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Children with asthma are sensitive to sudden temperature and humidity changes. When going outdoors during cold weather, the air inhaled may not warm or become humid enough as it passes through the warmth and humidity of the nose before it gets to the airways. Thus, the cold air entering the airways may trigger an asthma attack.
The majority of children with asthma have allergies. Even exposure to low-grade allergens (those that do not cause significant allergic reactions) may increase the severity of a child's asthma. In addition, allergies may play a role in undiagnosed asthma cases. Other triggers of childhood asthma may include:
However, with proper management of the asthma, such as avoiding triggers, taking prescribed medications, monitoring for warning signs, and knowing what to do during an asthma attack, a child with asthma can conduct a healthy and active lifestyle.
How asthma will affect a child throughout his/her lifetime varies, depending on the child. For some children, asthma improves during the teenage years, while others have symptoms that become more severe over time. About half of the children who have asthma at a young age appear to "outgrow" it, although the asthma symptoms may reappear later in life.
Exercise, such as running, may trigger an asthma attack in the majority of children with asthma. However, with proper management of the child's asthma, a child with asthma can maintain full participation in most sports. Aerobic exercise actually improves airway function by strengthening breathing muscles. Some tips for exercising with asthma include the following:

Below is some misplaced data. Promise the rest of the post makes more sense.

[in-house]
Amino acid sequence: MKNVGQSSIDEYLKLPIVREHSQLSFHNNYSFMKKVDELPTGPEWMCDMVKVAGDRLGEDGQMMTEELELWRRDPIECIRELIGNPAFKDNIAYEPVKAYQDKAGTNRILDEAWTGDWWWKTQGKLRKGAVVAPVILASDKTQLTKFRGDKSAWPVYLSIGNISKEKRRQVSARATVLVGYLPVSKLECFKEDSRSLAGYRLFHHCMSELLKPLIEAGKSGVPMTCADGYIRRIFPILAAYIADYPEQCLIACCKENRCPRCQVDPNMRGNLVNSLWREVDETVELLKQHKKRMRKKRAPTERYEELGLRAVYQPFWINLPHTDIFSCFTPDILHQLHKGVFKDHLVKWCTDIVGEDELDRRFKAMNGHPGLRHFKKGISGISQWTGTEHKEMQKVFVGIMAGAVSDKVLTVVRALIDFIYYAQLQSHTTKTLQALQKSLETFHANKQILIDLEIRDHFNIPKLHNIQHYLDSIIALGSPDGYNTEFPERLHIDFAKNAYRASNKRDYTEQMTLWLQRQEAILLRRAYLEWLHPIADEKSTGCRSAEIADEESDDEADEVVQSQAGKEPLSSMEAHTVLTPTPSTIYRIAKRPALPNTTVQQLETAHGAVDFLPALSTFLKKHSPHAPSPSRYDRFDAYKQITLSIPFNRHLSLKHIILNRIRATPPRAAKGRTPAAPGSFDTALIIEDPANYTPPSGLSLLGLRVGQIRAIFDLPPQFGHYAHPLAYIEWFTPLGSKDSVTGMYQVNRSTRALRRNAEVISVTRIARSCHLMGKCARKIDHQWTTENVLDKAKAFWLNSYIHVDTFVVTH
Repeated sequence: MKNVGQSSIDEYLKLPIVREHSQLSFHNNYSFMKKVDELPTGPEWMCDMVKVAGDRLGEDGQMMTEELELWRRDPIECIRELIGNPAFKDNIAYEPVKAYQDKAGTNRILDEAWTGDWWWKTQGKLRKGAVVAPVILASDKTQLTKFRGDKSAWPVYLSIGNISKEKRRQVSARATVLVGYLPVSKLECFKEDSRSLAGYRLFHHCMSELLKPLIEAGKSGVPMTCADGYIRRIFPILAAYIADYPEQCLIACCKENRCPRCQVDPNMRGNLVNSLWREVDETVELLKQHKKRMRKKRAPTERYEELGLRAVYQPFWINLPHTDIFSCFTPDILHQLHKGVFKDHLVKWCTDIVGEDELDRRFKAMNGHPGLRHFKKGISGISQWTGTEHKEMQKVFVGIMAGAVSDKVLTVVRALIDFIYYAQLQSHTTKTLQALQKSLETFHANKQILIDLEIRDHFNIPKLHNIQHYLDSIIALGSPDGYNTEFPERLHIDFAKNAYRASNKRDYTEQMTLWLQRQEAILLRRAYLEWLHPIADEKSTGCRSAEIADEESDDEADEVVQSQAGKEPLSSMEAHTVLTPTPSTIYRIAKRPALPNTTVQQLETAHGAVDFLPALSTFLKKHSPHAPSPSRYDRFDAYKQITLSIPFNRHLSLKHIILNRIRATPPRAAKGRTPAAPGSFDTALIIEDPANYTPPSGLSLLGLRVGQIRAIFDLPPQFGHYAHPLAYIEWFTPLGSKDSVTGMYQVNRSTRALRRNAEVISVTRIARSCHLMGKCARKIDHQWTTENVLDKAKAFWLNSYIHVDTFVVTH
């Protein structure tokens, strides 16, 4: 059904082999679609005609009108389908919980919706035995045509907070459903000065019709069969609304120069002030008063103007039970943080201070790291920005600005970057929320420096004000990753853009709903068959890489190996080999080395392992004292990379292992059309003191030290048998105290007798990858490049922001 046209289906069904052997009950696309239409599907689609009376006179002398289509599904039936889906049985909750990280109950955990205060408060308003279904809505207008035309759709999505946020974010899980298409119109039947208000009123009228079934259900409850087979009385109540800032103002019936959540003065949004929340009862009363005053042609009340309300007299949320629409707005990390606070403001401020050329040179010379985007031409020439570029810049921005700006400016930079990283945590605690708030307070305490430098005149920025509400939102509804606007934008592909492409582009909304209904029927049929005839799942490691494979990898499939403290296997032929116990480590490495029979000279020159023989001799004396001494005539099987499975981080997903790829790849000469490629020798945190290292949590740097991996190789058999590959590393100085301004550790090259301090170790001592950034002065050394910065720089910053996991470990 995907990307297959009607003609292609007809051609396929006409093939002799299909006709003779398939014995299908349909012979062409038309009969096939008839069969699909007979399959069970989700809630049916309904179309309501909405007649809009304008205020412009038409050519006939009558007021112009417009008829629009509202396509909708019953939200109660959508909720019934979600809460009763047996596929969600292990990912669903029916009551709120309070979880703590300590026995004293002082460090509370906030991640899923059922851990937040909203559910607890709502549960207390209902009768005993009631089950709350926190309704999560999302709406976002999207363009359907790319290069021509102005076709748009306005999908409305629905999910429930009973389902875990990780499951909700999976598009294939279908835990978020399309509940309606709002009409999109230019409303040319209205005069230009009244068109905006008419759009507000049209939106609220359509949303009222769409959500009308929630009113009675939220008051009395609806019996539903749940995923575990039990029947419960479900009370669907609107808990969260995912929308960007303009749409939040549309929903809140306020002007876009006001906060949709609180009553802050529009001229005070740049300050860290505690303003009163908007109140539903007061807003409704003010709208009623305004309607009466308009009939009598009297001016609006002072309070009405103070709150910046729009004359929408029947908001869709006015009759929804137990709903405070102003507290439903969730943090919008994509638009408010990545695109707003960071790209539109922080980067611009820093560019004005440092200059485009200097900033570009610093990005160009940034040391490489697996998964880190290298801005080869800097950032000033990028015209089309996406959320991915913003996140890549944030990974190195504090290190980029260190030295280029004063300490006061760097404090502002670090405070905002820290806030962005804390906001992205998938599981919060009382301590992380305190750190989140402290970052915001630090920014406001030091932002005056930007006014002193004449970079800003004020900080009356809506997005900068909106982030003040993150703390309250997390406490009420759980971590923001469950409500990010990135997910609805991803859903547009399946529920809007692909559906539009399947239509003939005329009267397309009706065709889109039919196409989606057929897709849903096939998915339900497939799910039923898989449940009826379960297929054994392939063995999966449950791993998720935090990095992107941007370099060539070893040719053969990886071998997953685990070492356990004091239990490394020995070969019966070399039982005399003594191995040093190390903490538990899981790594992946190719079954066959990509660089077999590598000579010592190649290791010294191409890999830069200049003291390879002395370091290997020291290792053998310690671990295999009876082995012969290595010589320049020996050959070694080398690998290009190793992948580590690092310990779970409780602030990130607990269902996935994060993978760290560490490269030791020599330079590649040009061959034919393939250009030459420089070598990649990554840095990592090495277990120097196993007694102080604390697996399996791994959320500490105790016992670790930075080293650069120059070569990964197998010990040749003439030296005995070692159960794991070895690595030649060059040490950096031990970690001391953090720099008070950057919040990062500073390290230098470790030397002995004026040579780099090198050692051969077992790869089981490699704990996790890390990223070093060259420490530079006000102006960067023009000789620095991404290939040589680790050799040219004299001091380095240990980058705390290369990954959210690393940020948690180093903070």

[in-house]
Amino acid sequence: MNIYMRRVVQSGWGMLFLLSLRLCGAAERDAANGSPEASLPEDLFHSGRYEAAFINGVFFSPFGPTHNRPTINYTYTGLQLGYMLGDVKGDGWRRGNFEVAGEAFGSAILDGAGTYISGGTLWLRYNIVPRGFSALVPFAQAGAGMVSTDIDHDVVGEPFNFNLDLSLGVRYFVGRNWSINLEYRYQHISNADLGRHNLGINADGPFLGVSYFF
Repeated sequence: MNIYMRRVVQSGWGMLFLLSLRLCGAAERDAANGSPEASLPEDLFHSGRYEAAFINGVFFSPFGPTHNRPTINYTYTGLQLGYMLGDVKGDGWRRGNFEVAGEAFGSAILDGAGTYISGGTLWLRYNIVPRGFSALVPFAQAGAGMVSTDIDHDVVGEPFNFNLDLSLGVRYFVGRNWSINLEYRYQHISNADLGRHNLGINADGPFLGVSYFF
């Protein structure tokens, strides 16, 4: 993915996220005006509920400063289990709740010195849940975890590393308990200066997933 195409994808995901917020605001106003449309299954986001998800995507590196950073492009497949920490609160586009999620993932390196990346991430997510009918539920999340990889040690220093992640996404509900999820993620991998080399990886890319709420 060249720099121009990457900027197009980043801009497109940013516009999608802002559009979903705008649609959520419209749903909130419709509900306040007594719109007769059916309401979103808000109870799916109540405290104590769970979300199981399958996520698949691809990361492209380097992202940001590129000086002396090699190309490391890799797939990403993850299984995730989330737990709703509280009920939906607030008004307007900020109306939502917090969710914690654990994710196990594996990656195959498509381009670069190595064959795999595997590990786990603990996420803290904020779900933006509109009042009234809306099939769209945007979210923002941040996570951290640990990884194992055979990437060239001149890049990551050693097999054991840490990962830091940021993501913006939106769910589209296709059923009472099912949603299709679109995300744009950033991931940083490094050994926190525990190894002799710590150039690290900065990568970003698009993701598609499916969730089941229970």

Some children with asthma may need to take their medications during school hours. It is important that the child, family, physician, and school staff all work together toward meeting the child's asthma treatment goals. To ensure optimal asthma care for your child at school, the American Academy of Allergy, Asthma, and Immunology recommends the following:
It is very important to be honest with your child about his/her disease, the severity of the disease, and the use of medications. Always remember as your child grows, independence is an important goal for a child. They do no want to be different, yet they will need guidance and supervision on any restrictions they might have.
Having asthma does not have to mean having less fun than other adolescents. It is important for your adolescent child to tell his/her friends and dates what triggers the asthma, such as cigarette smoke or even perfumes or after-shaves, depending on his/her sensitivity. In addition, your adolescent child should continue taking the asthma medication as prescribed. If your adolescent child has exercise-induced asthma, he/she may need to take a preventive medicine before participating in any physical activities, such as dancing. Always consult your child's physician if you have questions.
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Online Resources of Respiratory Disorders
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